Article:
There is no doubt that the authoritative voice of one man and his courage to use it ultimately broke the dam of silence and kindled hope that peace and justice could again be realities. Within a year of Joe's appointment, criminal investigations in El Salvador were raised to the level of full trials. Two military officers were convicted for their part in the crime. Within another year, peace accords were signed at the United Nations between the government and its warring opponents. And although the individuals suspected of ultimately ordering the murders were never tried, and men who confessed to killing the University Jesuits were exonerated for acting under orders, the system of government- organized oppression and murder had been broken.

What made this accomplishment the greatest of Joe's public life? It was the straight-line continuity with what he had done all his life. It simply played out on a world stage Joe's lifelong faith in the inviolable dignity of every human being, his sense of justice and fairness, and the unswerving courage he had always shown on behalf of those who were weak and in need. That was what Joe had demonstrated for 40 years in South Boston and in the halls of Congress, and most of all, it was what he believed when he heard the Gospel message in his parish church, "Whatever you did for one of these least brothers of mine, you did for me."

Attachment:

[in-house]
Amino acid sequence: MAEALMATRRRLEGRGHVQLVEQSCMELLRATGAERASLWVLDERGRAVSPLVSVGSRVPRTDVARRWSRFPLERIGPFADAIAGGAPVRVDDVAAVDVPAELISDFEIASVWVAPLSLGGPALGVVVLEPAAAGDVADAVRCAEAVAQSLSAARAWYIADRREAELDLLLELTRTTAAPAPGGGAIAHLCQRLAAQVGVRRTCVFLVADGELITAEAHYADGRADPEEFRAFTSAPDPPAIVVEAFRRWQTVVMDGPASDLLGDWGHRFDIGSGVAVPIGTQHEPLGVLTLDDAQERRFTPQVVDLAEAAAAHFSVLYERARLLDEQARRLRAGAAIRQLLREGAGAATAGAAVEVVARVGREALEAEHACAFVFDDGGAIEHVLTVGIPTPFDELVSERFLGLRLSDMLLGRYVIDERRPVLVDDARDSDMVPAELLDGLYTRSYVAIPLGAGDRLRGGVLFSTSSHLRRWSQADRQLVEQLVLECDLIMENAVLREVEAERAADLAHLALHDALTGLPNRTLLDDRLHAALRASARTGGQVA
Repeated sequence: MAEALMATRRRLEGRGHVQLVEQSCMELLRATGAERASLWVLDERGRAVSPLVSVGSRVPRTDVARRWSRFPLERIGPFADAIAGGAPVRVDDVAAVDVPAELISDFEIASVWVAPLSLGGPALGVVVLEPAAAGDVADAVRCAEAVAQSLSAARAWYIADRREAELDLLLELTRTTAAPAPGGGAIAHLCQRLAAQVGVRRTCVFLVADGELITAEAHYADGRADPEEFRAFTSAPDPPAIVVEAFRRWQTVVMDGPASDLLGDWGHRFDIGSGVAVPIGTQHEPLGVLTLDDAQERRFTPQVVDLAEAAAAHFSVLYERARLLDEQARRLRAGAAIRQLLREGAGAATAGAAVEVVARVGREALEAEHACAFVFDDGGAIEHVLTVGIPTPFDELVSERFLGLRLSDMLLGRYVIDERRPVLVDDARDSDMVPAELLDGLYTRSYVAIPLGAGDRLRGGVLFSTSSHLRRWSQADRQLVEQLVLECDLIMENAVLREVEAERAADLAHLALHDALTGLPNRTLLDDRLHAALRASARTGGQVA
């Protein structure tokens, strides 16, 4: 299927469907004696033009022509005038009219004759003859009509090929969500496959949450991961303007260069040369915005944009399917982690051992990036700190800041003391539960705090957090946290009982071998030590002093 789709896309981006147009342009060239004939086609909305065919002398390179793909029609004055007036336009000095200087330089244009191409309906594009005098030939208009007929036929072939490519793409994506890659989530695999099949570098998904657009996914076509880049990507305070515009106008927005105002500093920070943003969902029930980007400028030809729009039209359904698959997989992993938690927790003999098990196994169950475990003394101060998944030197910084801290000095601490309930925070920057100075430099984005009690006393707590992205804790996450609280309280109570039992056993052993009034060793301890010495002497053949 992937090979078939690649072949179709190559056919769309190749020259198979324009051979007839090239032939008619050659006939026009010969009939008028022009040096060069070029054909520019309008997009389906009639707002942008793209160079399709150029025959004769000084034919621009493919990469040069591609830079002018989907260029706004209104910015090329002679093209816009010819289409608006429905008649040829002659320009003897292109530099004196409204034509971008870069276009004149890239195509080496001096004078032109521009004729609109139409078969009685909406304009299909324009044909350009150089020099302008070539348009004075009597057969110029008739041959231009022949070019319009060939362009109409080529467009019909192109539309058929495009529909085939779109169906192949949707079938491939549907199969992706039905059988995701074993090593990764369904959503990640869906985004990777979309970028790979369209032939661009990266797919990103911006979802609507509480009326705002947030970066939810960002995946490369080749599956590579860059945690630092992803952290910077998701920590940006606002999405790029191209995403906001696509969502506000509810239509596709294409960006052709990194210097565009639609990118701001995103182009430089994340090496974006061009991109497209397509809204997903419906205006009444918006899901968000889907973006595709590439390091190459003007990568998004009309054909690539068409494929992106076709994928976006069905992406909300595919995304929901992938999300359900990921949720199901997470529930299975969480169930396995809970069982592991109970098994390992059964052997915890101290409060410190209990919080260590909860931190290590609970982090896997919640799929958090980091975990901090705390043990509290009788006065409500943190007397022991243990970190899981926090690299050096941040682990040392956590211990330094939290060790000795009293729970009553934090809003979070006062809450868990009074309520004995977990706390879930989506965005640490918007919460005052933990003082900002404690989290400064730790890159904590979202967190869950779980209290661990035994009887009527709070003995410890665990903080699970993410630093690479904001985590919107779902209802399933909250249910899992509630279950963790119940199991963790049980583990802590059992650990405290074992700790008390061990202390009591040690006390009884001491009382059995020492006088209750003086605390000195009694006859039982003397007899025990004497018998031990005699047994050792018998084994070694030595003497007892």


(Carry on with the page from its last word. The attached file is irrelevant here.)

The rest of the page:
J. Donald Monan, SJ

J. Donald Monan, SJ, is the chancellor of Boston College and was the University's president from 1972 until 1996. These reflections were drawn from a homily that he delivered on May 31, 2001, at a State House vigil. Congressman Moakley (D-Massachusetts) served in the U.S. House of Representatives for 29 years, until his death on May 28 at the age of 74.

Photo: Congressman Moakley, left, in El Salvador with U.S. ambassador William Walker, right, during the Congressional investigation into the murders of six Jesuit priests. Photo courtesy Joseph Moakley's congressional office